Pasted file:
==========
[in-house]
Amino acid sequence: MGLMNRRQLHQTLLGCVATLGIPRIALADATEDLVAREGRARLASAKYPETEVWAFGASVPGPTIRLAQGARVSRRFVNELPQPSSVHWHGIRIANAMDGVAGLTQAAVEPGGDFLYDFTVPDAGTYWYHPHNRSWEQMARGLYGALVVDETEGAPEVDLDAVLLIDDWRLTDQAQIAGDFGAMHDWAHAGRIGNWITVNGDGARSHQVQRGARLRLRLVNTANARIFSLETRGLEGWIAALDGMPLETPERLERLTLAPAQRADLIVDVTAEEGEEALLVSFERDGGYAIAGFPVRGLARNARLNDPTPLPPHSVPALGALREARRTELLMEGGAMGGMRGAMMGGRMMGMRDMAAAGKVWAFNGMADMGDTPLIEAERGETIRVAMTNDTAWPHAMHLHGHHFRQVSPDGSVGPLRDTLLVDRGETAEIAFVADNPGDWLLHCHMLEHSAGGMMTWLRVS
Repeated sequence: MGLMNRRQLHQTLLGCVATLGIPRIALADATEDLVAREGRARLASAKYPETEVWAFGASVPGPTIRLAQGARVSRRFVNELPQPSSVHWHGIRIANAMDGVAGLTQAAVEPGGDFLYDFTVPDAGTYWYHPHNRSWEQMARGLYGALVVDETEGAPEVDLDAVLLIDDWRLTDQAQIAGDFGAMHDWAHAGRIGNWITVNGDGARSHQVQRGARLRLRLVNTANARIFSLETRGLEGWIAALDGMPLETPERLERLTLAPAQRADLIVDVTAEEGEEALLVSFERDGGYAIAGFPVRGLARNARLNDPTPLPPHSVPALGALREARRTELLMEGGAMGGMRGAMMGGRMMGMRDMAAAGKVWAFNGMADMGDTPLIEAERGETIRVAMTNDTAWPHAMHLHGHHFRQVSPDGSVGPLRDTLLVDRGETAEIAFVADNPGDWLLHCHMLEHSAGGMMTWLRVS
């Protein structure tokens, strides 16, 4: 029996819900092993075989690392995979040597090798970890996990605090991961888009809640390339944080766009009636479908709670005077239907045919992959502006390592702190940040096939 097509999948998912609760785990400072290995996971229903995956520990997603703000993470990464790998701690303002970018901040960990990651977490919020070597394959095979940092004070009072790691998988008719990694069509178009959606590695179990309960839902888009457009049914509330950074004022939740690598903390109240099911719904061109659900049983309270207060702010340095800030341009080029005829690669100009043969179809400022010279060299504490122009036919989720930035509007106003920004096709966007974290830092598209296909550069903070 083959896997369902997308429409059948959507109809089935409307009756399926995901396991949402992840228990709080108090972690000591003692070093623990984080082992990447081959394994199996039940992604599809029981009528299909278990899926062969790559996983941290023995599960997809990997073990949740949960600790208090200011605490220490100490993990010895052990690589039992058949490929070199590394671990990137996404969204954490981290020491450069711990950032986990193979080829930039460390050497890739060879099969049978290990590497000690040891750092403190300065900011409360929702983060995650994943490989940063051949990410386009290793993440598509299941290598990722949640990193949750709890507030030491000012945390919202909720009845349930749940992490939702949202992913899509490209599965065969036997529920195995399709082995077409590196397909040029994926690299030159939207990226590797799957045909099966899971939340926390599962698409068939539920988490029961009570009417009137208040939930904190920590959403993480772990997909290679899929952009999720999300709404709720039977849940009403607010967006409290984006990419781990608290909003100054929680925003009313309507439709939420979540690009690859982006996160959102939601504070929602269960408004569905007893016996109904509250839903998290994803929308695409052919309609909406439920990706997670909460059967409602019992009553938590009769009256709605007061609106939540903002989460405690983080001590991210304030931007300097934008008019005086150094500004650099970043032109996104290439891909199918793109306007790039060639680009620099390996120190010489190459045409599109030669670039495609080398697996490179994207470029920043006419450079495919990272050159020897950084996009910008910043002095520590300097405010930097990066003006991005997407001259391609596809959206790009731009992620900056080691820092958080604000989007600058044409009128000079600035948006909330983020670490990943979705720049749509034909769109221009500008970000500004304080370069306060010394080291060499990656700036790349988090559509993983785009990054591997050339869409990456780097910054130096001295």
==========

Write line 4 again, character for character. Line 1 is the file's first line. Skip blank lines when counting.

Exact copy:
């Protein structure tokens, strides 16, 4: 029996819900092993075989690392995979040597090798970890996990605090991961888009809640390339944080766009009636479908709670005077239907045919992959502006390592702190940040096939 097509999948998912609760785990400072290995996971229903995956520990997603703000993470990464790998701690303002970018901040960990990651977490919020070597394959095979940092004070009072790691998988008719990694069509178009959606590695179990309960839902888009457009049914509330950074004022939740690598903390109240099911719904061109659900049983309270207060702010340095800030341009080029005829690669100009043969179809400022010279060299504490122009036919989720930035509007106003920004096709966007974290830092598209296909550069903070 083959896997369902997308429409059948959507109809089935409307009756399926995901396991949402992840228990709080108090972690000591003692070093623990984080082992990447081959394994199996039940992604599809029981009528299909278990899926062969790559996983941290023995599960997809990997073990949740949960600790208090200011605490220490100490993990010895052990690589039992058949490929070199590394671990990137996404969204954490981290020491450069711990950032986990193979080829930039460390050497890739060879099969049978290990590497000690040891750092403190300065900011409360929702983060995650994943490989940063051949990410386009290793993440598509299941290598990722949640990193949750709890507030030491000012945390919202909720009845349930749940992490939702949202992913899509490209599965065969036997529920195995399709082995077409590196397909040029994926690299030159939207990226590797799957045909099966899971939340926390599962698409068939539920988490029961009570009417009137208040939930904190920590959403993480772990997909290679899929952009999720999300709404709720039977849940009403607010967006409290984006990419781990608290909003100054929680925003009313309507439709939420979540690009690859982006996160959102939601504070929602269960408004569905007893016996109904509250839903998290994803929308695409052919309609909406439920990706997670909460059967409602019992009553938590009769009256709605007061609106939540903002989460405690983080001590991210304030931007300097934008008019005086150094500004650099970043032109996104290439891909199918793109306007790039060639680009620099390996120190010489190459045409599109030669670039495609080398697996490179994207470029920043006419450079495919990272050159020897950084996009910008910043002095520590300097405010930097990066003006991005997407001259391609596809959206790009731009992620900056080691820092958080604000989007600058044409009128000079600035948006909330983020670490990943979705720049749509034909769109221009500008970000500004304080370069306060010394080291060499990656700036790349988090559509993983785009990054591997050339869409990456780097910054130096001295």